Talent. It’s one thing to have it, but it’s a whole other beast to hone it. has mastered this ability with grace, grit and just a hint of whimsy! With a concentration in illustration and ceramics, Clarissa has garnered a spot in the Work Exchange program at The Clay Studio in Old City. Sit back, relax and get to know this one-of-a-kind artist!
1. How did you come up with the name of your business?
My business name is just my given name - I'm thinking of how to make it a little more interesting or more "branded", but the truth is, as I change, and my artistic practice changes and develops, the one constant is my name. I feel like that's what makes it an appropriate choice for my business undertakings.
2. If you could only choose one song to play every time you walked into a room, what would it be?
. It's goofy, but perfectly playful and has a great sound. I'd want to carry that vibe with me into a room wherever I go.
3. Where do you go in Philadelphia for inspiration?
The place that comes to mind first is a beautiful willow tree right on 4th street in the lawn of . It's a magical spot. I have woven baskets from the fallen willow branches, and seen children pretend the stone paths are river beds. There's also a very low brick bridge over a drainage ditch that, full disclosure, I have crawled under like a troll...I know that's weird, but I wanted to do it! I was just so curious to see what it was like under there. It's mostly dead leaves.
4. Where was your last road trip?
Last spring I took a permaculture design course in Massachusetts, and I drove there with a friend. On the way we stopped in . We found our way to a party in great big dimly lit homestead that used to be a boarding school, and we camped out in their front yard during a downpour. The next morning we were soaked through and eager to leave to find a laundromat to dry our sleeping bags, but the family who lived in the house invited us to stay for breakfast. They cooked us a big meal of scrambled eggs, and sourdough toast, and grapes, and ginger ale that we shared with other folks who'd slept over.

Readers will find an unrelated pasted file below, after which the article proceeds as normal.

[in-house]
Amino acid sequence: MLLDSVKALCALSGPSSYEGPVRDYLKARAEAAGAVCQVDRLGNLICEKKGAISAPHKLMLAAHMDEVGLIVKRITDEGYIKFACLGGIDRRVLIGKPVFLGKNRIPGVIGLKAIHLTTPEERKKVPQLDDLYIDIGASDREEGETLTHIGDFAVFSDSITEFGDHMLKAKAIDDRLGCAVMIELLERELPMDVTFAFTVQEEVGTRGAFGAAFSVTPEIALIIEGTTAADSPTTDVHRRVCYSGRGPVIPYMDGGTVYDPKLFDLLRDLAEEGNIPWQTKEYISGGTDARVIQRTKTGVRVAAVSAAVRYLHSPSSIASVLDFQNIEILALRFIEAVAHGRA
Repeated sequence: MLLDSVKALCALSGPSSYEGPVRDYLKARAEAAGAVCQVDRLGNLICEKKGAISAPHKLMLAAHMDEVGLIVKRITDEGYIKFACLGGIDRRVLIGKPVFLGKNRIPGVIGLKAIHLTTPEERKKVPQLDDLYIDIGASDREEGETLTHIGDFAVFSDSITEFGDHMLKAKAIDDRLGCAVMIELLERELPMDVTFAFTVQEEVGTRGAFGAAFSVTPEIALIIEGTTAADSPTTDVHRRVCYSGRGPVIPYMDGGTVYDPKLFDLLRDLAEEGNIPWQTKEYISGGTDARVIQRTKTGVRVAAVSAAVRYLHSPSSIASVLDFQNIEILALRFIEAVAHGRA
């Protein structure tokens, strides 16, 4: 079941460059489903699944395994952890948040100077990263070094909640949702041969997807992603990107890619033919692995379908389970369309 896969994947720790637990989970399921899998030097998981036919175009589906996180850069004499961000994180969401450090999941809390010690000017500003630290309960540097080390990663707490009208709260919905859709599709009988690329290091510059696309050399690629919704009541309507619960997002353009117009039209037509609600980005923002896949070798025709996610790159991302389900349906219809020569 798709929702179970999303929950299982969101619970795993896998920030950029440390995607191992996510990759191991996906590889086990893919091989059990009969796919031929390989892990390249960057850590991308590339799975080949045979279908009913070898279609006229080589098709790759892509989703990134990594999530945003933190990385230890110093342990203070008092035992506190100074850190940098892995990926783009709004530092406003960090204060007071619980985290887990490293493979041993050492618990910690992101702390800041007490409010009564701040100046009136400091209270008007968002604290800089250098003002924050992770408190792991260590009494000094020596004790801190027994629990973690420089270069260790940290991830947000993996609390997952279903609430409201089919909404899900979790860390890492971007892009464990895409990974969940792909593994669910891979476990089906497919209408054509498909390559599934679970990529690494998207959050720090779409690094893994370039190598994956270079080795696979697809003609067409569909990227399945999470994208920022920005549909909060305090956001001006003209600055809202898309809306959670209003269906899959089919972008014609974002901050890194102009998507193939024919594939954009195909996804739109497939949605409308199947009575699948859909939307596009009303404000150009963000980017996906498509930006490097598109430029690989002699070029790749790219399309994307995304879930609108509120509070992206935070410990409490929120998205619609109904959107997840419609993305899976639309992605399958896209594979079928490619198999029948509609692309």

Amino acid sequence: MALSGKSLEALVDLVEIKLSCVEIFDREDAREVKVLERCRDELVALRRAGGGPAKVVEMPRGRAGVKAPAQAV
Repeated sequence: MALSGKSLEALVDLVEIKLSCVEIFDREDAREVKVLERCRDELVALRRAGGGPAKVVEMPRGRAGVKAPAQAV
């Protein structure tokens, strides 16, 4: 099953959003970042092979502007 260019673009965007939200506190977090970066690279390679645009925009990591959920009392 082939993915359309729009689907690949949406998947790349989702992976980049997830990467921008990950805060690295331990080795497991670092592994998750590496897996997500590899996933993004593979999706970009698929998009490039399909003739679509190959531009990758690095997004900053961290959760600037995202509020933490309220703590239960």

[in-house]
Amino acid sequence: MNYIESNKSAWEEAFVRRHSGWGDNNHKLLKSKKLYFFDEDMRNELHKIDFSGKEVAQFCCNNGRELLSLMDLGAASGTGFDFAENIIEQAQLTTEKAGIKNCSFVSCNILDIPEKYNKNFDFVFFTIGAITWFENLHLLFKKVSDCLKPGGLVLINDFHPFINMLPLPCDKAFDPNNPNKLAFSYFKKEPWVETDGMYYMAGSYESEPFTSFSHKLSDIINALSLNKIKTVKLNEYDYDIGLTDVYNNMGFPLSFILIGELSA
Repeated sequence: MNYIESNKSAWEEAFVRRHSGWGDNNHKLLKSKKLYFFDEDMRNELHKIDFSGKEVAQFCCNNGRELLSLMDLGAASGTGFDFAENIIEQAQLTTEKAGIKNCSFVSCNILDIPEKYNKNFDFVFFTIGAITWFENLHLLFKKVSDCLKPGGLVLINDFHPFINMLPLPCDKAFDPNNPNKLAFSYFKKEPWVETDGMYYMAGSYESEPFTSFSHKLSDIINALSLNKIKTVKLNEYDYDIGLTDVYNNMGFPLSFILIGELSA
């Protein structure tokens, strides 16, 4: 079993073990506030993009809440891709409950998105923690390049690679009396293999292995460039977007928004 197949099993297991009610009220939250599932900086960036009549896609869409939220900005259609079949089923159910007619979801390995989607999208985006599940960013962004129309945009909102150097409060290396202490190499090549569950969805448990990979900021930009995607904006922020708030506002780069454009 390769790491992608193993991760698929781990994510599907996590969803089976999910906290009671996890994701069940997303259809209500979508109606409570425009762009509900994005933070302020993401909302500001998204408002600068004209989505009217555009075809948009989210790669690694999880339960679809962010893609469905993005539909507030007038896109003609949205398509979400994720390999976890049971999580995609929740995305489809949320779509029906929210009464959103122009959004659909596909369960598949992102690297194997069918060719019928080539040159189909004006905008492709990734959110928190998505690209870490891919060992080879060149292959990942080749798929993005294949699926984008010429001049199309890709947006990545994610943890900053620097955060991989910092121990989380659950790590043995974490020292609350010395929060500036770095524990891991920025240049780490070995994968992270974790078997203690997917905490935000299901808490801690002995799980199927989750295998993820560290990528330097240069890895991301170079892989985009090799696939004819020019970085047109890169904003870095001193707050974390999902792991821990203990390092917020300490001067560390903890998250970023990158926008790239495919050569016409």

5. If you wrote a memoir, what would be the title?
I have no idea. I took a few quizzes to help me figure it out and I hated all the suggested titles. Maybe something like "Doe, Apple, Sky" and the memoir is just some koans, a few crooked scans of old journal entries and a LOT of blank pages.
6. What's your favorite piece of Philly culture?
I love the creative community here - I feel so welcome as a maker and artist. I think people who live here want to share resources and lift each other up. Life feels less competitive, less stressful.
7. What's your favorite local meal?
When the weather is nice enough, I love biking down to and getting brunch with my partner. I'm not sure that I would call this a proper meal, but I always get a slice of cake when I'm there (every time I go they have different flavors from the bakery , which I'm obsessed with). I'll add a salad and herbal iced tea if I'm really making a morning of it! Bonus: they have a library of anarchist literature and, invariably, the newest issue of Grid, which is an integral part of my dining experience.
8. What makes you laugh?
This is awful. There's a scene in where they're driving an ice cream truck through the middle of nowhere and these kids run up to the truck to get some ice cream, and instead a black bear sticks its head out and roars at them. I find that very funny.
9. What is one thing you need in your work space to make it your own?
I wish I had a fun answer like a bobble head toy or something, but it's honestly just an at-a-glance quarterly calendar up on the wall. I need that if I'm going to get anything done.
10. What did you want to be when you were younger? Does that have any significance to what you do now?
Ever since I was a small child, I wanted to be an artist. My freshman year of high school, a local author visited my art class and said "I need an illustrator for my children's book!". As soon as I realized "illustrator" was a career, I put all my energy and focus towards art. The much more dramatic career arc happened after I graduated college, but I'll save it for my memoir.
11. What is one book that changed your perspective?
, by Peter Gray. It totally informed my perspective on education and the sovereignty of young people. It's a great look at the ass-backwards way we educate children and the effects that's having on a societal level.
12. What do you need to make a decision?
Information. If it's a really difficult decision, and even a pros and cons list isn't helping, then I've gotta call in my inner circle for advice.
13. What's the best question you've ever been asked?